Safety is of critical importance in the avionics industry. The development of DO-178C guidelines attempts to lay a framework to help eliminate “residual blindness”. Think of the parable of the seven blind men and the elephant for a moment. Each blind man described a different part of the elephant, but linking those parts to a whole is where the real challenge lies. This is the same with development teams. If each team or individual on the team attempts code independently the risk of creating something that is piecemeal and ineffective is vastly increased. Using DO-178C, through strict standards, helps to reduce problems and increase safety in avionics.
What is DO-178C?
This guideline is also known as the “Software Considerations in Airborne Systems and Equipment Certification.” The first incarnation was developed during the 1980’s, but morphed to the key third version in 1991 which was known as DO-178B, but it was subsequently updated to DO-178C during 2012. Four categories make up DO-178C tests. These combine white-box and black-box testing methods. White-box testing focuses on internal software code and requires programming knowledge whereas black-box testing zones in how the software acts per its requirements. The four testing categories include functional tests, normal range tests, robustness tests and the structural coverage analysis. The structural coverage analysis covers all code per requirements which includes DAL., C, B and A.
By The Book
The AFuzion team assisted over 90% of the world’s aviation development systems and trained more than 23,000 engineers. Adding to the accolades the company is the only company permanently selected for DO-178C training by conferences like the Society of Aerospace Engineers, Digital Avionics Systems Conference, Aerospace Tech Week and Electronics Valley and more than 20 governmental organizations with links to military agencies.
CEO Vance Hilderman poured all his experience (over 400 successful aviation/avionics projects for 300 of the world’s largest 500 companies) into a comprehensive, easy to understand way.
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The Aircraft Electronics Association’s (AEA) latest avionics market report indicated that the worldwide business and general aviation avionics sales fell 13.9% to about $568.8 million. This is a decrease of almost $100 million from one year ago, however the AEA maintains that this represents a marginal increase from the fourth quarter.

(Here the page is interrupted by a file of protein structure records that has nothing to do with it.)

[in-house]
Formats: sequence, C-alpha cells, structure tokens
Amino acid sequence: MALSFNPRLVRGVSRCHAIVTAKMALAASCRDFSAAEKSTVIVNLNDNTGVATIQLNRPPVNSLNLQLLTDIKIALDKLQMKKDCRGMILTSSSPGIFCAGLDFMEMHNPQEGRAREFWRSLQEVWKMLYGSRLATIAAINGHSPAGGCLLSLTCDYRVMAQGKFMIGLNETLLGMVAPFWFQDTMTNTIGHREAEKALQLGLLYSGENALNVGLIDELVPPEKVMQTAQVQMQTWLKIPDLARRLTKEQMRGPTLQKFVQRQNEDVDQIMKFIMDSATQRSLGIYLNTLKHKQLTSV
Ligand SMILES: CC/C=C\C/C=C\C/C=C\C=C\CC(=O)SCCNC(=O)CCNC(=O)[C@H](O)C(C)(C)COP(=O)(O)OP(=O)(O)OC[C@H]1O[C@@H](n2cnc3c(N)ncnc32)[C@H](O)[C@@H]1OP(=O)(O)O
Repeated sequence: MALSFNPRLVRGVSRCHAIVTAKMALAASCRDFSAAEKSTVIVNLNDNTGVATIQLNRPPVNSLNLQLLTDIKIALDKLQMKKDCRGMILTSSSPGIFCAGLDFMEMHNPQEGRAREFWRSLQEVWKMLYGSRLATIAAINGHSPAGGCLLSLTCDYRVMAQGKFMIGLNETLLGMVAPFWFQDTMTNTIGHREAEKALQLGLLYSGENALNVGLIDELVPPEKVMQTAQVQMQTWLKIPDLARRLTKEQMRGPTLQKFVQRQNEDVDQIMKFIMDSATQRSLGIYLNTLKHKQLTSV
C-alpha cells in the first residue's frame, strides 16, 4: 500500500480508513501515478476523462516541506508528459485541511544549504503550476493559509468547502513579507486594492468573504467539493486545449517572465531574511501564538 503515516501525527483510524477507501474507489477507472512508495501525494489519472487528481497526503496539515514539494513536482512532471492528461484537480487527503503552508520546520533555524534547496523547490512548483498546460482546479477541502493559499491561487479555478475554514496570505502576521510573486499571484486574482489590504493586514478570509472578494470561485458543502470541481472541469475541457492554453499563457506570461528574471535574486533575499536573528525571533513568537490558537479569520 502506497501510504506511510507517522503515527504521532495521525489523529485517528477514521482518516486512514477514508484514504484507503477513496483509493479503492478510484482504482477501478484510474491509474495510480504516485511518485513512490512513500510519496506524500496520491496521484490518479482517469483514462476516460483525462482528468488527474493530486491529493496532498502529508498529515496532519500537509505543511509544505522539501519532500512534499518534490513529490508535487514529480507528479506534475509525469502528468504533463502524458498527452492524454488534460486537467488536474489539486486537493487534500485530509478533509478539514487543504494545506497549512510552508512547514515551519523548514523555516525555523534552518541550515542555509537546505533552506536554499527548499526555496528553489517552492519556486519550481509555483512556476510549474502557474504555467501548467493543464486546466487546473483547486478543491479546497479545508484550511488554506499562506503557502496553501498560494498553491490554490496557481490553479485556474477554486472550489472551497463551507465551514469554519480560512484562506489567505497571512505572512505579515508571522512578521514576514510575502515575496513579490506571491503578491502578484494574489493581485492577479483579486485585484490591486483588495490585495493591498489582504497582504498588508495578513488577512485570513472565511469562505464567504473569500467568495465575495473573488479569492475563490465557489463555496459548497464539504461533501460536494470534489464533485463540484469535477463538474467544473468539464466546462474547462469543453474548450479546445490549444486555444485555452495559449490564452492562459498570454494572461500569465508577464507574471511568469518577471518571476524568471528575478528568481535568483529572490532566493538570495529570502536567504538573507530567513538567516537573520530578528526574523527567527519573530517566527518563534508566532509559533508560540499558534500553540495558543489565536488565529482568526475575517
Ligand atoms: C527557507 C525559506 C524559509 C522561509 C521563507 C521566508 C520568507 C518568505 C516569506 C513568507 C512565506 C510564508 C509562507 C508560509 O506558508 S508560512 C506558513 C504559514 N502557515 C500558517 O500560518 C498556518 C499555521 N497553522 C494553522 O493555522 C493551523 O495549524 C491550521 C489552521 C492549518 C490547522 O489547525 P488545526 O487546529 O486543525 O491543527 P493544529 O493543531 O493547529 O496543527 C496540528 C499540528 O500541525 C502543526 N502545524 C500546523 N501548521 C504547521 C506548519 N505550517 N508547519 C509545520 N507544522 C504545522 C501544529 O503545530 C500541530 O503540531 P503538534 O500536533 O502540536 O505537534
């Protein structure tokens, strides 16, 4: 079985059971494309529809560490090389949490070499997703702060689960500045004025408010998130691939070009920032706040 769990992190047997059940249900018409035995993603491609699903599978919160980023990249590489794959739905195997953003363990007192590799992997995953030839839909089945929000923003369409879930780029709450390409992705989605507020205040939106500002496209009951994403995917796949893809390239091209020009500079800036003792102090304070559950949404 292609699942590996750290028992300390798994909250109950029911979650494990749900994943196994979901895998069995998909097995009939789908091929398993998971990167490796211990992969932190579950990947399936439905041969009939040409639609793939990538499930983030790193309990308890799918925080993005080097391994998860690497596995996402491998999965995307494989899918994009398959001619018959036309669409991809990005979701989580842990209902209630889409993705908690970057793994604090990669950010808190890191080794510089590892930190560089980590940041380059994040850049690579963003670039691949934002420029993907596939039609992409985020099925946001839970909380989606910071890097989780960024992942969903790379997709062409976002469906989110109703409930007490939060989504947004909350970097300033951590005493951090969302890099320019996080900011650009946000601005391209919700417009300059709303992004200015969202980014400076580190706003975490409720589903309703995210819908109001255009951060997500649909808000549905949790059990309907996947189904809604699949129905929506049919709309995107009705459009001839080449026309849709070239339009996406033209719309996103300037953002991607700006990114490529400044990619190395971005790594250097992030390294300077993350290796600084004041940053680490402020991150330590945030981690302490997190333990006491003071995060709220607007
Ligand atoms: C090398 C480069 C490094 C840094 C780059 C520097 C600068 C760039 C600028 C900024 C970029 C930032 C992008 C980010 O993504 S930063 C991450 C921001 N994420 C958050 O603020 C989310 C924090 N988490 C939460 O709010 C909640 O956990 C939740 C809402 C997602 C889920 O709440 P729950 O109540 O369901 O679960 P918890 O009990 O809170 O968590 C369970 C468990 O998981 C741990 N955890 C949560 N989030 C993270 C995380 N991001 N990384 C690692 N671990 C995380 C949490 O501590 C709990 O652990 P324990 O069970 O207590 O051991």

First quarter sales mainly came from the retrofit market, accounting for an estimated 53.7% of sales while forward-fit sales (avionics installed by manufacturers during production) accounted for the remainder. The North America market accounted for 76% of the first quarter sales volume with the remaining percentage taking place in international markets.
“With avionics sales trending in the right direction over the last nine months, it appears that a slow and steady industry recovery is underway,” AEA president and CEO Mike Adamson shared and continued that, “the last six months of 2020 saw a rebound in retrofit sales, and it’s encouraging to see forward-fit sales up sharply from the previous quarter in the aircraft manufacturing sector.”
The Importance of Avionics Safety
May, 3, 2021 saw Transport Canada issue a Civil Aviation Safety Alert pertaining to an issue related to aircraft equipped with the Honeywell Primus Epic integrated avionics system transponders. In a previous indicidient the transponder erroneously transmitted that the aircraft was airborne, while it remained on the runway. This followed after a rejected takeoff. A preliminary investigation led to the discovery that the identified integrated avionics system contained a software logic that determined the aircraft to be airborne when indicated airspeed exceeds 50 knots. The software logic could erroneously transmit an airborne status while the aircraft is still safely on the ground. The Civil Aviation Safety Alert states that “The RIMCAS did not detect a conflict when the B777 began its takeoff roll and did not issue an alert until well after both aircraft had initiated their respective rejected-takeoff procedures and decelerated.”
Incidents like these only highlight the importance of safety in avionics as well as the continual development and strict adherence to safety protocols and guidelines.